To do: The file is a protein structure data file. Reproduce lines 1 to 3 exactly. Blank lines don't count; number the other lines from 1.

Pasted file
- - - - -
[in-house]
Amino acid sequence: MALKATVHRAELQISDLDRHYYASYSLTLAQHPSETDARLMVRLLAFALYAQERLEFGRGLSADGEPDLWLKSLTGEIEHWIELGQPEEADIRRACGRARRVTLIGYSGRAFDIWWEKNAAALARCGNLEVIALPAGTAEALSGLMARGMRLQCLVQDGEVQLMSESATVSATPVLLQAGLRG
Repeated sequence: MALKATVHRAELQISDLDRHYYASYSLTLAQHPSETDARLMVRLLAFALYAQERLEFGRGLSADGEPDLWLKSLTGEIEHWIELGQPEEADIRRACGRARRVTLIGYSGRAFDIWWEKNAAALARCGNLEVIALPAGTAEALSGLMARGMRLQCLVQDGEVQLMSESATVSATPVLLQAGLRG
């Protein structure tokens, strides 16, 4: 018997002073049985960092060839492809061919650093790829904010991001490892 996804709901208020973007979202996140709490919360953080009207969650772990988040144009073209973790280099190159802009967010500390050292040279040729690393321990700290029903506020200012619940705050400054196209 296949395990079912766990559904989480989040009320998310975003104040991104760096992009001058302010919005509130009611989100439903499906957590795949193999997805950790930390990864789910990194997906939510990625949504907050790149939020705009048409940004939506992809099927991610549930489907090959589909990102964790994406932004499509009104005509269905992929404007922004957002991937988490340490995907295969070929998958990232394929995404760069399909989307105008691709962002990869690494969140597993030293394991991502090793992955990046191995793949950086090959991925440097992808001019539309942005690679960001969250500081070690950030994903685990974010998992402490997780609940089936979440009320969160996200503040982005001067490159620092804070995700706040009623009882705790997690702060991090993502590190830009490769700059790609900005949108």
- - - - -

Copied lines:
[in-house]
Amino acid sequence: MALKATVHRAELQISDLDRHYYASYSLTLAQHPSETDARLMVRLLAFALYAQERLEFGRGLSADGEPDLWLKSLTGEIEHWIELGQPEEADIRRACGRARRVTLIGYSGRAFDIWWEKNAAALARCGNLEVIALPAGTAEALSGLMARGMRLQCLVQDGEVQLMSESATVSATPVLLQAGLRG
Repeated sequence: MALKATVHRAELQISDLDRHYYASYSLTLAQHPSETDARLMVRLLAFALYAQERLEFGRGLSADGEPDLWLKSLTGEIEHWIELGQPEEADIRRACGRARRVTLIGYSGRAFDIWWEKNAAALARCGNLEVIALPAGTAEALSGLMARGMRLQCLVQDGEVQLMSESATVSATPVLLQAGLRG